Thread Rating:
  • 0 Vote(s) - 0 Average
  • 1
  • 2
  • 3
  • 4
  • 5
Woodfire_Animals [mixing diary #1]
#1
Hi everyone, it's me again, Mattia.

I think I'm getting better at mixing, they're starting to sound more like I visioned them. I'm pretty happy with this mix, but not on all points. I don't really like my guitars, they don't have weight and it's a shame as they're the only harmonic element in this song. I also feel that nothing is happening, the mix is pretty flat, this is because I'm procrastinating my encounter with automation. Damn, they're the best way to add movement in a track. Next time I promise I'll face automation!

Have a nice day,
Mattia


.mp3    8. Woodfire_Animals [mix #2 finale].mp3 --  (Download: 8.01 MB)


Reply
#2
Overall it feels ok. The guitars are kind of lacking but that's partially the nature of the guitar tracks. I can't say I'm a fan of the choices they made in recording them. But, oh well, that's what we have to work with. I can't say whether it'd work for these tracks but an exciter might be helpful to add some "je ne sais quoi" to the guitar.

I've mentioned this before in another mix of a WoodFire song but dynamics are really the key to these songs. At least I think. For the most part mixers (and anyone in audio) have only two physical dimensions to work with. Time and volume. And since these guy's songs are pretty consistent in the time domain, meaning all the elements play pretty much all they way through, the dynamic portion could be expanded to help create a dynamic interest in a song. Most bands would stack more guitars in the chorus to create a push in volume and intensity. They chose to keep it as a trio. Which I respect and that's a clue to what they want to project as a band and in a mix. These tracks have always recalled to me the work of Steve Albini and specifically his band Shellac, also a trio. You may be familiar with him/them but if not check out their stuff for some perspective. I've always been partial to https://www.youtube.com/watch?v=7fXwbFxenC0 It also has my favorite opening to a CD though it means I'm old enough to get the reference. Also, check out his analog mix tutorial https://youtu.be/_VUqKWpRYzo.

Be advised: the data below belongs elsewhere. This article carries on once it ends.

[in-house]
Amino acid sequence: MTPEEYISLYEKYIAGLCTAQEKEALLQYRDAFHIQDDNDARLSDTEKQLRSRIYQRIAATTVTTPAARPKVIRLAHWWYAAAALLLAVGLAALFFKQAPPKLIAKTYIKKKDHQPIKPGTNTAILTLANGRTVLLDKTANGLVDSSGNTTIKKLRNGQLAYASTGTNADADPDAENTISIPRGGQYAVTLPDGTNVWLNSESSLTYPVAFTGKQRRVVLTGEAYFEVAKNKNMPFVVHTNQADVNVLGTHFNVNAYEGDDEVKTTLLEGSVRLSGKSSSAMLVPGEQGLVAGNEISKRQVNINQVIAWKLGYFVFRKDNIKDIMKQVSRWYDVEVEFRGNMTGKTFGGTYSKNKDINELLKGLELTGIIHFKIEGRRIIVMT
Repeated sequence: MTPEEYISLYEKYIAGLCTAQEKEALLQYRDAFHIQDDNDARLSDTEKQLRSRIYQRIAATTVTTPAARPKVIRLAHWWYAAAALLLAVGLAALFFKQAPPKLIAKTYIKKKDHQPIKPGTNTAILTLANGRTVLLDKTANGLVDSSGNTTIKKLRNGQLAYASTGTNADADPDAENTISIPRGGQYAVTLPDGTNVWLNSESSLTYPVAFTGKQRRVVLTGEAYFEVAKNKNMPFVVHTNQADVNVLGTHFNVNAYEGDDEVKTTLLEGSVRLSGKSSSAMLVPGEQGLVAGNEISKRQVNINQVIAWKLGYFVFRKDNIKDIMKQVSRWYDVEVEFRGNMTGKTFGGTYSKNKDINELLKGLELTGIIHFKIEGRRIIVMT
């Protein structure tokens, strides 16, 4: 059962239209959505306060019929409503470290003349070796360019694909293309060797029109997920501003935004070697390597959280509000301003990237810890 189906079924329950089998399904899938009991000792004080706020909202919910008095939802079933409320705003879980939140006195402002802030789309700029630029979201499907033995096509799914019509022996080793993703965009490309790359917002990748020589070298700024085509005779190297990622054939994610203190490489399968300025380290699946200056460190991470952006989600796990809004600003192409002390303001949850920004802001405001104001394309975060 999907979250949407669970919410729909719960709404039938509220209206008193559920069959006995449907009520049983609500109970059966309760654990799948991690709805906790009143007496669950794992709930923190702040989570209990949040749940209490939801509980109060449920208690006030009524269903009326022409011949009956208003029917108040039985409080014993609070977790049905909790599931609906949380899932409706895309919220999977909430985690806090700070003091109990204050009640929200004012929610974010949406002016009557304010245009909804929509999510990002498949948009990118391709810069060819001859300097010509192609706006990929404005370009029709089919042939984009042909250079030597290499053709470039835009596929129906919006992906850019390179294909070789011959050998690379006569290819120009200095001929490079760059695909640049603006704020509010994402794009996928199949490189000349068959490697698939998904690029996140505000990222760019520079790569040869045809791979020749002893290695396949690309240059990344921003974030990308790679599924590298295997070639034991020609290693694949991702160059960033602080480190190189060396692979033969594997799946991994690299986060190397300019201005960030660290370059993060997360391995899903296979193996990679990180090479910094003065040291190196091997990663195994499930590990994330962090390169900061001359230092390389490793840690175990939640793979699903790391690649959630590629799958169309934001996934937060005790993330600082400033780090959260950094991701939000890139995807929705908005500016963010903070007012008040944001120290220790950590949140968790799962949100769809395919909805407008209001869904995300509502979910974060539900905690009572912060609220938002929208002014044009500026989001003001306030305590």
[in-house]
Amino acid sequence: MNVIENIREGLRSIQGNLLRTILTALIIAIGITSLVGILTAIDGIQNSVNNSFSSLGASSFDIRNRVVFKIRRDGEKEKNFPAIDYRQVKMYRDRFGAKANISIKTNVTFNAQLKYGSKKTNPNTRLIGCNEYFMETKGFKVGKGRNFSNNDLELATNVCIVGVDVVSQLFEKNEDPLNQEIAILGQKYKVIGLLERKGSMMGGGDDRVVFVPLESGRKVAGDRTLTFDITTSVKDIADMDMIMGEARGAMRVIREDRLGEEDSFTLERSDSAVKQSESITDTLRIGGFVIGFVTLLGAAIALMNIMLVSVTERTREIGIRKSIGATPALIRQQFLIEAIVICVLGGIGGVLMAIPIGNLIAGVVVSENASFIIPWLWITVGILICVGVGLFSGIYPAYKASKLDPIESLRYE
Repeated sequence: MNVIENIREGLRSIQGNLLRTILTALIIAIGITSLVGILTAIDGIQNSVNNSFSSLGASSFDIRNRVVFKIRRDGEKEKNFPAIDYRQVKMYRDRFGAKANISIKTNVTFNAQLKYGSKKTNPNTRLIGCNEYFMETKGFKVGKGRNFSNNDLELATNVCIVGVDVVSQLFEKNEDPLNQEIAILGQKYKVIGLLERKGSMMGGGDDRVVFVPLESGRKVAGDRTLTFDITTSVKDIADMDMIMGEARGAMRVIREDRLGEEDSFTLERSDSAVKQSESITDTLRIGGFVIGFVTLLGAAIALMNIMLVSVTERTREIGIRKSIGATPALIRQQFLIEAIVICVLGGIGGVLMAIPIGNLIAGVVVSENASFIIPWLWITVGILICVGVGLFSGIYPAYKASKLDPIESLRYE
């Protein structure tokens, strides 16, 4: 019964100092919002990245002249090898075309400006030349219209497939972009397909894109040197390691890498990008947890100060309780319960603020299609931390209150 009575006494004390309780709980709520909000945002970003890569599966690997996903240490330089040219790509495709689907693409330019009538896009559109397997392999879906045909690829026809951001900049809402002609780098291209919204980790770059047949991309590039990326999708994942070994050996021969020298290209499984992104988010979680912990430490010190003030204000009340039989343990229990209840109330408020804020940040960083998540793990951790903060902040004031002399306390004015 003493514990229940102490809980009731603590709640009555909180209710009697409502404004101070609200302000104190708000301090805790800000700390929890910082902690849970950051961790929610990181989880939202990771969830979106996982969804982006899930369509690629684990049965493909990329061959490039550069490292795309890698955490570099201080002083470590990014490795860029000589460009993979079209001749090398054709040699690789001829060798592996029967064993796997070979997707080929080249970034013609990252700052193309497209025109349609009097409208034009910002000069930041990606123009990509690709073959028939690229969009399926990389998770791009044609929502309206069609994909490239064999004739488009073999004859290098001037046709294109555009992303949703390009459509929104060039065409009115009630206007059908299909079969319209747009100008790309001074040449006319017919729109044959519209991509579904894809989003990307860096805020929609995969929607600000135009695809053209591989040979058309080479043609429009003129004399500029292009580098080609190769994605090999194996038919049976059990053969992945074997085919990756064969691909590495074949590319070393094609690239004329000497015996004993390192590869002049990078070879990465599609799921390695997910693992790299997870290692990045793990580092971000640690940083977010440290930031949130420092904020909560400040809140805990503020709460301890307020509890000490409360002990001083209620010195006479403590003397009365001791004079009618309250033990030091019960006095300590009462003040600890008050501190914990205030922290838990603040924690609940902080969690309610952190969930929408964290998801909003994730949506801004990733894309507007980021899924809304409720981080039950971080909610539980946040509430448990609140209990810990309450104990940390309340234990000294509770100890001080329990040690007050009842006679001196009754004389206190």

So dynamics are important to this band which brings up automation. I get it, automation is kind of annoying and imposing to have to deal with. I still have trouble dealing with it because I never grew up using it, it wasn't an option on the small boards the studio had. And then when I got into ProTools (pretty early on) it seemed time consuming to deal with. I didn't move faders. All automation was a multistep process as opposed to a natural movement. I've only recently 'forced' myself to get into automation more and it really helps. I don't know what system you're using but it really is helpful to get into the habit of getting a static mix and then going through a mix and making moves on the fly. Put tracks in a "latch" or "trim' mode, let the songs play and when you hear a change you'd like to make rewind a couple of bars make the move and continue on. If you screw up just "undo". Though it overall is a pretty forgiving process. When you get the hang of it it's both really fast and also feels musical. It also keeps you as the mixer a bit more involved and invested in a mix. At least mores than drawing moves in an edit window.

Barring automation you could always mute and unmute tracks and add and ride effects to create movement and interest.

In this particular mix the balances seem fine and all work. It's kinda flat as you say but that's just as much an arrangement issue as a mix issue. As much as automation could help I think what also is needed is sonic contrast to define sections more. Especially in the instrumental parts. Find a way to keep the interest of the listener when the vocal isn't there. It sounds pretty good overall. Ok I think I wrote too much and didn't really say anything. I just woke up.

Good job and good luck.
"There were too many of us, we had access to too much equipment, too much money, and little by little we went insane."
Reply
#3
Thank you very very much, I really appreciate your feedback. I didn't ever expect such a detailed reply I don't even know what to say ahah.

I will make a treasure of your advice.
As a musician I know pretty well how dynamics can make or break a song.

Thank you again, have a nice day.
Mattia
Reply
#4
... Dynamics ? This song doesn't have any dynamics. They're playing loud every section, there's no part where the guitar takes a lead, or the bass suddenly is more extra, ... it's a live-performance style recording, there aren't any timbre changes, it's a one-shot straight-thru dedal if they wanted a bunch of overdubs or je ne sais quois they would've tracked it. There's nothing that automation would bring to this mix imo, it isn't flat, it's loud, really squashed, brickwalled and kind of tiring to listen to. Don't "master" it so much. Good stereo separation though
boomaga  (Drew Perkins)
MTSU Mass Comm Recording Industry, BS in Audio Recording Production & Tech, 2004
 using Cubase 10

Gear List
Reply